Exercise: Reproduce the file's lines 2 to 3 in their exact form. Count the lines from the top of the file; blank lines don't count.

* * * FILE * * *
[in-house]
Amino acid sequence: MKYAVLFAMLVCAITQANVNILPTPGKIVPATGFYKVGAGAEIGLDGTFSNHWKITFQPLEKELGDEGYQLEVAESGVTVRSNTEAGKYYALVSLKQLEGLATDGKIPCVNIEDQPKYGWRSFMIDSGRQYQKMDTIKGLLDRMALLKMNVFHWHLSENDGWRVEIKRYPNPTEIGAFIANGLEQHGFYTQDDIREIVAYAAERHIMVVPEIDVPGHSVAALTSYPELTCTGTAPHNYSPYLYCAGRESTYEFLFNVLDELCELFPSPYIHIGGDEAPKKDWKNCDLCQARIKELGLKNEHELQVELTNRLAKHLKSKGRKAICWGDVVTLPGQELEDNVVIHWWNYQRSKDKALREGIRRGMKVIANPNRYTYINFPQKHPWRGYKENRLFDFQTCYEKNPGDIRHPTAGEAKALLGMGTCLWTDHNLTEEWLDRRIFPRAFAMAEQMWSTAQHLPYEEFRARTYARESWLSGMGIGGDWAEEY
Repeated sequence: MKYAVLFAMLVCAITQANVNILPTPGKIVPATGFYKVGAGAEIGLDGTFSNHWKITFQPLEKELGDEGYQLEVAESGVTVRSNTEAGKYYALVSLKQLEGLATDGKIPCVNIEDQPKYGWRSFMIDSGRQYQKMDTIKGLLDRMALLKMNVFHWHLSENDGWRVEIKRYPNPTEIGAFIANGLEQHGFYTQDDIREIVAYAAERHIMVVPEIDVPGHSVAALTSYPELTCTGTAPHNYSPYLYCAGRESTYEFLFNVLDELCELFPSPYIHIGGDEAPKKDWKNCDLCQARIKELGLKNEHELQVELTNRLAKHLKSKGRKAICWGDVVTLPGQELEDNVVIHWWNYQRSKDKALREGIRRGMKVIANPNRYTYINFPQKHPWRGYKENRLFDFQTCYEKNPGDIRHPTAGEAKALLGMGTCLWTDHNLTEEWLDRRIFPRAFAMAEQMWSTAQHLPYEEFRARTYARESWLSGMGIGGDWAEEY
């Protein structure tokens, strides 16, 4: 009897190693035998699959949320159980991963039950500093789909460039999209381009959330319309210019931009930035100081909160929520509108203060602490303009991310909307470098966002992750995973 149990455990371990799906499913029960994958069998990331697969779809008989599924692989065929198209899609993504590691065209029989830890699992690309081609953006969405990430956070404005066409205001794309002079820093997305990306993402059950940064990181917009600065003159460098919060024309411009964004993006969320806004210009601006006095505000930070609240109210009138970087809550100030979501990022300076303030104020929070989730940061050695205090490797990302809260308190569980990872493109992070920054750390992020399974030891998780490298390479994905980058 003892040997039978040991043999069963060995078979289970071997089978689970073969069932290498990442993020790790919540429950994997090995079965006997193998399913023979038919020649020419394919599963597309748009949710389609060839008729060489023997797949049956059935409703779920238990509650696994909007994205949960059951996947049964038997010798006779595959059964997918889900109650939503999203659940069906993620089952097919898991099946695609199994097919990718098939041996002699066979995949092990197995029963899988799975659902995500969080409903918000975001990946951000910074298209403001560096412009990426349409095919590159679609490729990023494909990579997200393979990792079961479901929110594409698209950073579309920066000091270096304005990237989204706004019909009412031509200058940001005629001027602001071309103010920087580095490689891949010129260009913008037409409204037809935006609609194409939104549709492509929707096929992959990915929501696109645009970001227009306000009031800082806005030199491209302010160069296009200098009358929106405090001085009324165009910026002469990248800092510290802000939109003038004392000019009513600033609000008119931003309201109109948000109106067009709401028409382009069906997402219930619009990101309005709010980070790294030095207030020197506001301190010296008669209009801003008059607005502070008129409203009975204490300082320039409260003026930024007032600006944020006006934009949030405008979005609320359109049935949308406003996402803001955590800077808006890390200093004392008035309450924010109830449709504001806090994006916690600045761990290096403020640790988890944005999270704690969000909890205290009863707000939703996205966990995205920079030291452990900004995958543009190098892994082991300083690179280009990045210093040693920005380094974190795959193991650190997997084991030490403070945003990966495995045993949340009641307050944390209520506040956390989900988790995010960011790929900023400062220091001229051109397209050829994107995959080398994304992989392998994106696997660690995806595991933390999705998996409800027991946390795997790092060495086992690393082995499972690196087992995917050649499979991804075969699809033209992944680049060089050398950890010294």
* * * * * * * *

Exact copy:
Amino acid sequence: MKYAVLFAMLVCAITQANVNILPTPGKIVPATGFYKVGAGAEIGLDGTFSNHWKITFQPLEKELGDEGYQLEVAESGVTVRSNTEAGKYYALVSLKQLEGLATDGKIPCVNIEDQPKYGWRSFMIDSGRQYQKMDTIKGLLDRMALLKMNVFHWHLSENDGWRVEIKRYPNPTEIGAFIANGLEQHGFYTQDDIREIVAYAAERHIMVVPEIDVPGHSVAALTSYPELTCTGTAPHNYSPYLYCAGRESTYEFLFNVLDELCELFPSPYIHIGGDEAPKKDWKNCDLCQARIKELGLKNEHELQVELTNRLAKHLKSKGRKAICWGDVVTLPGQELEDNVVIHWWNYQRSKDKALREGIRRGMKVIANPNRYTYINFPQKHPWRGYKENRLFDFQTCYEKNPGDIRHPTAGEAKALLGMGTCLWTDHNLTEEWLDRRIFPRAFAMAEQMWSTAQHLPYEEFRARTYARESWLSGMGIGGDWAEEY
Repeated sequence: MKYAVLFAMLVCAITQANVNILPTPGKIVPATGFYKVGAGAEIGLDGTFSNHWKITFQPLEKELGDEGYQLEVAESGVTVRSNTEAGKYYALVSLKQLEGLATDGKIPCVNIEDQPKYGWRSFMIDSGRQYQKMDTIKGLLDRMALLKMNVFHWHLSENDGWRVEIKRYPNPTEIGAFIANGLEQHGFYTQDDIREIVAYAAERHIMVVPEIDVPGHSVAALTSYPELTCTGTAPHNYSPYLYCAGRESTYEFLFNVLDELCELFPSPYIHIGGDEAPKKDWKNCDLCQARIKELGLKNEHELQVELTNRLAKHLKSKGRKAICWGDVVTLPGQELEDNVVIHWWNYQRSKDKALREGIRRGMKVIANPNRYTYINFPQKHPWRGYKENRLFDFQTCYEKNPGDIRHPTAGEAKALLGMGTCLWTDHNLTEEWLDRRIFPRAFAMAEQMWSTAQHLPYEEFRARTYARESWLSGMGIGGDWAEEY